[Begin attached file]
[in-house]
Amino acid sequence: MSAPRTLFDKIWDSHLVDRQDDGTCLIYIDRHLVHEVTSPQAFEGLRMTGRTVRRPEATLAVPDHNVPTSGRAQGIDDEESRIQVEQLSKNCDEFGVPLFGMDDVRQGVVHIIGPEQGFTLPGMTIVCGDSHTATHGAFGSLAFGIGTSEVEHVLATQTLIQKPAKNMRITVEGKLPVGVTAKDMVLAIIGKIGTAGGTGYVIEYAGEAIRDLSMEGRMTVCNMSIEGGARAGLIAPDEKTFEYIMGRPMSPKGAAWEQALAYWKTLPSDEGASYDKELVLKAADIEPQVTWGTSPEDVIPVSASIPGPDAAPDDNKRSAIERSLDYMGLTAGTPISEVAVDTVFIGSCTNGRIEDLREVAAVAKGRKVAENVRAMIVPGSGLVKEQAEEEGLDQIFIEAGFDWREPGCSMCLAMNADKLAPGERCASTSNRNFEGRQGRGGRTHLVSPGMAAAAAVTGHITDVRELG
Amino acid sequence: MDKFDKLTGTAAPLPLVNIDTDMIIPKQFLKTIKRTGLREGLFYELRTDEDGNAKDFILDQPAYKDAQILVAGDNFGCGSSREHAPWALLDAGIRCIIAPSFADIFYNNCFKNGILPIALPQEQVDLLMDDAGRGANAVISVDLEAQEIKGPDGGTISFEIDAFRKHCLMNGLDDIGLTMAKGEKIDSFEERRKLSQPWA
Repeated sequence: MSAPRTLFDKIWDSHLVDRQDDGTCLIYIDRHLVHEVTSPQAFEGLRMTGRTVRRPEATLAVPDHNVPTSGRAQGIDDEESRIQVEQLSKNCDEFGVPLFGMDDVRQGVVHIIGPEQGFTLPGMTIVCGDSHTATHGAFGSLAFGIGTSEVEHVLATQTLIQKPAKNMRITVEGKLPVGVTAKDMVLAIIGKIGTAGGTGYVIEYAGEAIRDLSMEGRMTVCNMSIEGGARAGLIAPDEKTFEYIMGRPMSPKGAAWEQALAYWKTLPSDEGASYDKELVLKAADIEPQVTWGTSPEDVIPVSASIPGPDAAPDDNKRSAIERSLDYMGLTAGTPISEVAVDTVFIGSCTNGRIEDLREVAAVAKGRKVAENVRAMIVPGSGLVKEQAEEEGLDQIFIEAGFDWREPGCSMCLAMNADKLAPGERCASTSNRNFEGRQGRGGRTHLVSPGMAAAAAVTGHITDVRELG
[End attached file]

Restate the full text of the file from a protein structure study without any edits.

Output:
[in-house]
Amino acid sequence: MSAPRTLFDKIWDSHLVDRQDDGTCLIYIDRHLVHEVTSPQAFEGLRMTGRTVRRPEATLAVPDHNVPTSGRAQGIDDEESRIQVEQLSKNCDEFGVPLFGMDDVRQGVVHIIGPEQGFTLPGMTIVCGDSHTATHGAFGSLAFGIGTSEVEHVLATQTLIQKPAKNMRITVEGKLPVGVTAKDMVLAIIGKIGTAGGTGYVIEYAGEAIRDLSMEGRMTVCNMSIEGGARAGLIAPDEKTFEYIMGRPMSPKGAAWEQALAYWKTLPSDEGASYDKELVLKAADIEPQVTWGTSPEDVIPVSASIPGPDAAPDDNKRSAIERSLDYMGLTAGTPISEVAVDTVFIGSCTNGRIEDLREVAAVAKGRKVAENVRAMIVPGSGLVKEQAEEEGLDQIFIEAGFDWREPGCSMCLAMNADKLAPGERCASTSNRNFEGRQGRGGRTHLVSPGMAAAAAVTGHITDVRELG
Amino acid sequence: MDKFDKLTGTAAPLPLVNIDTDMIIPKQFLKTIKRTGLREGLFYELRTDEDGNAKDFILDQPAYKDAQILVAGDNFGCGSSREHAPWALLDAGIRCIIAPSFADIFYNNCFKNGILPIALPQEQVDLLMDDAGRGANAVISVDLEAQEIKGPDGGTISFEIDAFRKHCLMNGLDDIGLTMAKGEKIDSFEERRKLSQPWA
Repeated sequence: MSAPRTLFDKIWDSHLVDRQDDGTCLIYIDRHLVHEVTSPQAFEGLRMTGRTVRRPEATLAVPDHNVPTSGRAQGIDDEESRIQVEQLSKNCDEFGVPLFGMDDVRQGVVHIIGPEQGFTLPGMTIVCGDSHTATHGAFGSLAFGIGTSEVEHVLATQTLIQKPAKNMRITVEGKLPVGVTAKDMVLAIIGKIGTAGGTGYVIEYAGEAIRDLSMEGRMTVCNMSIEGGARAGLIAPDEKTFEYIMGRPMSPKGAAWEQALAYWKTLPSDEGASYDKELVLKAADIEPQVTWGTSPEDVIPVSASIPGPDAAPDDNKRSAIERSLDYMGLTAGTPISEVAVDTVFIGSCTNGRIEDLREVAAVAKGRKVAENVRAMIVPGSGLVKEQAEEEGLDQIFIEAGFDWREPGCSMCLAMNADKLAPGERCASTSNRNFEGRQGRGGRTHLVSPGMAAAAAVTGHITDVRELG